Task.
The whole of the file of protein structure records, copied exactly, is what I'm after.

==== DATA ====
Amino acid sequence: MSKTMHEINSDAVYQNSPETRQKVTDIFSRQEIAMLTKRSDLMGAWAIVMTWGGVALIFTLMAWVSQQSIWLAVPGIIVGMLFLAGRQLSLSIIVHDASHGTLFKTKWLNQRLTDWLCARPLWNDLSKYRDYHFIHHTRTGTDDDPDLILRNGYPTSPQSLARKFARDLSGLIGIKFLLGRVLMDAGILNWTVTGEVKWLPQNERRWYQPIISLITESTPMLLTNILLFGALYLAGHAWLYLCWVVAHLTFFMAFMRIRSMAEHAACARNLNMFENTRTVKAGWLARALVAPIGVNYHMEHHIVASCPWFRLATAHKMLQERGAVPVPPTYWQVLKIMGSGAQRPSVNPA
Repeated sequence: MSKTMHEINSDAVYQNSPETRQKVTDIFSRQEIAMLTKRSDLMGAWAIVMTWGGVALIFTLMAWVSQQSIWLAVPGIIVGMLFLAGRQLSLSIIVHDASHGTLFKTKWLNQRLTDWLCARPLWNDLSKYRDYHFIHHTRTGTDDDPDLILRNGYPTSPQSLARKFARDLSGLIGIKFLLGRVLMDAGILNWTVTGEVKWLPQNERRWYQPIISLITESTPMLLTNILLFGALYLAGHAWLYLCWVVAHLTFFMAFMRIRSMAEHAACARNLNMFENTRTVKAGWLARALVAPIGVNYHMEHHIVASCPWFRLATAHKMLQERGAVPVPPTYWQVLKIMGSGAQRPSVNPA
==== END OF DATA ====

Amino acid sequence: MSKTMHEINSDAVYQNSPETRQKVTDIFSRQEIAMLTKRSDLMGAWAIVMTWGGVALIFTLMAWVSQQSIWLAVPGIIVGMLFLAGRQLSLSIIVHDASHGTLFKTKWLNQRLTDWLCARPLWNDLSKYRDYHFIHHTRTGTDDDPDLILRNGYPTSPQSLARKFARDLSGLIGIKFLLGRVLMDAGILNWTVTGEVKWLPQNERRWYQPIISLITESTPMLLTNILLFGALYLAGHAWLYLCWVVAHLTFFMAFMRIRSMAEHAACARNLNMFENTRTVKAGWLARALVAPIGVNYHMEHHIVASCPWFRLATAHKMLQERGAVPVPPTYWQVLKIMGSGAQRPSVNPA
Repeated sequence: MSKTMHEINSDAVYQNSPETRQKVTDIFSRQEIAMLTKRSDLMGAWAIVMTWGGVALIFTLMAWVSQQSIWLAVPGIIVGMLFLAGRQLSLSIIVHDASHGTLFKTKWLNQRLTDWLCARPLWNDLSKYRDYHFIHHTRTGTDDDPDLILRNGYPTSPQSLARKFARDLSGLIGIKFLLGRVLMDAGILNWTVTGEVKWLPQNERRWYQPIISLITESTPMLLTNILLFGALYLAGHAWLYLCWVVAHLTFFMAFMRIRSMAEHAACARNLNMFENTRTVKAGWLARALVAPIGVNYHMEHHIVASCPWFRLATAHKMLQERGAVPVPPTYWQVLKIMGSGAQRPSVNPA